In recent years, the smartphone industry has been one of the most popular indicators of consumer culture in the United States. Crazy lines outside of Apple stores have contributed to some sensational videos, and the dad who needs to buy a new phone every time they increase the size of the screen has become an archetypical American. While this kind of consumerism is easy to ridicule, in part it can be attributed to the brilliance of the industry and the ways they constantly create new products, varying ever-so-slightly, but just enough to brighten the eyes of consumers as they think, “I want that.”
But when smartphones start folding, you just have to wonder if they’re running out of ideas.
Last week, Samsung unveiled four new products: Three Galaxy S10 mobile devices of varying size and cost, and a 5G Galaxy Fold handset. In other words, the Fold is a tablet that folds hamburger-style into a phone. According to BBC technology reporter David Lee, the global smartphone industry has been in a decline. This folding tech may be the innovation Samsung hopes will reverse their falling numbers.
Creative Strategies consultant Carolina Milanesi told BBC the Fold will be perfect for consumers who want a bigger screen, but don’t want the bigger screen to take away from the “phone experience.”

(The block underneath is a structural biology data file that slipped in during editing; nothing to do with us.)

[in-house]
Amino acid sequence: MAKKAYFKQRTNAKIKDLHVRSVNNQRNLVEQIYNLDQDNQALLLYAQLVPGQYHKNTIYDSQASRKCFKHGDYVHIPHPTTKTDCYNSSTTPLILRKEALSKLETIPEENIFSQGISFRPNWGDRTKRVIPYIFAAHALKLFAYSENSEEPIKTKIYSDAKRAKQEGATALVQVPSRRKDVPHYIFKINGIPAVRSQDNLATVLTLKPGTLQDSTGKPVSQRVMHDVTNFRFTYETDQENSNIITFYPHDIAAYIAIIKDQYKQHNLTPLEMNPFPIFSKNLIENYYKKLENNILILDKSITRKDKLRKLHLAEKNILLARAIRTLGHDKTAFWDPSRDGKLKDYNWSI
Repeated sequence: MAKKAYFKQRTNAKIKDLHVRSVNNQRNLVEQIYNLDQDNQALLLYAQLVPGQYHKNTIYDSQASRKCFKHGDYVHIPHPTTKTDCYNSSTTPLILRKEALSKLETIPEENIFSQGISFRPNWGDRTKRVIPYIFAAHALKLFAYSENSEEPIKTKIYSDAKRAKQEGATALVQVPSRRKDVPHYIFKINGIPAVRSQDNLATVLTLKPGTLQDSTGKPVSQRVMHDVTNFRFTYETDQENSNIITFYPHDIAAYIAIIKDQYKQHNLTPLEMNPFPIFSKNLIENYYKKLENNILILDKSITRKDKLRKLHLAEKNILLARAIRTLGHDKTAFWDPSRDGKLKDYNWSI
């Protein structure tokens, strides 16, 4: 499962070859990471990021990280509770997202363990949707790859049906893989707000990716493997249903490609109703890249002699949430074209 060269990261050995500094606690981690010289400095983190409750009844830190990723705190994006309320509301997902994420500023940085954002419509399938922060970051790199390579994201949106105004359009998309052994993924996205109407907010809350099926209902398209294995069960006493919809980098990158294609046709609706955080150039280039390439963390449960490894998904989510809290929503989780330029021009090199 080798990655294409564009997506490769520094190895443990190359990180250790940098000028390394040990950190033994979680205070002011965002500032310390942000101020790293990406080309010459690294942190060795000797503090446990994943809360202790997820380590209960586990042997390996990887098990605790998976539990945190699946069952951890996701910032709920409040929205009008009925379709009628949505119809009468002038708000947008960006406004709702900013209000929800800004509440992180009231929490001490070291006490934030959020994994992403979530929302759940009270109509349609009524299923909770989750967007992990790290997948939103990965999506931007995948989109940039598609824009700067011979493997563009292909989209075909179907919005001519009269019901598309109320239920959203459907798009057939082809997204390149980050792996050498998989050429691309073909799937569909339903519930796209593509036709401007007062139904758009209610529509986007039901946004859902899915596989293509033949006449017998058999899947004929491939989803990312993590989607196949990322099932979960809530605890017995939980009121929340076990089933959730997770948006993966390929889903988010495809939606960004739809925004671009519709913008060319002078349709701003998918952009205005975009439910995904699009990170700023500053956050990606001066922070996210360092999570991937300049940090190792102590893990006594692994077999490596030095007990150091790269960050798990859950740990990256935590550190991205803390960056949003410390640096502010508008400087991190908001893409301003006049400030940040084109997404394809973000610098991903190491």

The 7.3 inch screen of the Fold will allow users to utilize three applications at a time. Apps like Whatsapp, Facebook, YouTube and Microsoft Office will be modified to suit this new form. Theoretically, you could use the Fold to map directions from Storrs to New York, while Google searching the best restaurants in Manhattan and checking the weather conditions in the city, all at the same time.
The handset will also come equipped with six cameras, to give you all the wide shots you need and the ability to take selfies no matter what mode you’re using the device in.
All of the new Samsung devices will have wireless charging capabilities for accompanying devices, including the new Galaxy Buds earbuds, which are exactly like AirPods, only they’re from Samsung. The Fold has two batteries, one on each side of the phone.
Some tech analysts wonder at the pitfalls of the new product: Will it be too heavy and unwieldy? Will both batteries heat up too quickly? How many times can a screen really be folded in half before it breaks?
This isn’t the first attempt at folding-screen technology. At the beginning of 2019, the smartphone company Royole had already released the FlexPai with its own bendy screen. It hasn’t reached the market Samsung is expecting of its new devices, but even Samsung can’t be sure of what kind of market to expect.
With their S9 series of smartphones, Samsung’s high prices may have scared off potential buyers, resulting in the series’ underwhelming success. Although there will be a lower-cost S10 model, Samsung is marketing the Fold as a “luxury” item, its 4G model currently priced at $1,980.
Even then, it’s still cheaper than the Chinese company Huawei’s competing product, the Mate X. Announced a week after the Galaxy Fold, the Mate is priced at $2,600. While it may have a visible crease, which hasn’t been seen with the Fold, the Mate will be sleeker and thinner.
Analysts haven’t yet made up their minds over whether or not consumers will go for this new folding technology. They have until the Fold’s release on April 6 to wager a guess. Flip-phones are our history; will folding phones be our future?
Alex Houdeshell is the associate managing editor for The Daily Campus. She can be reached via email at firstname.lastname@example.org.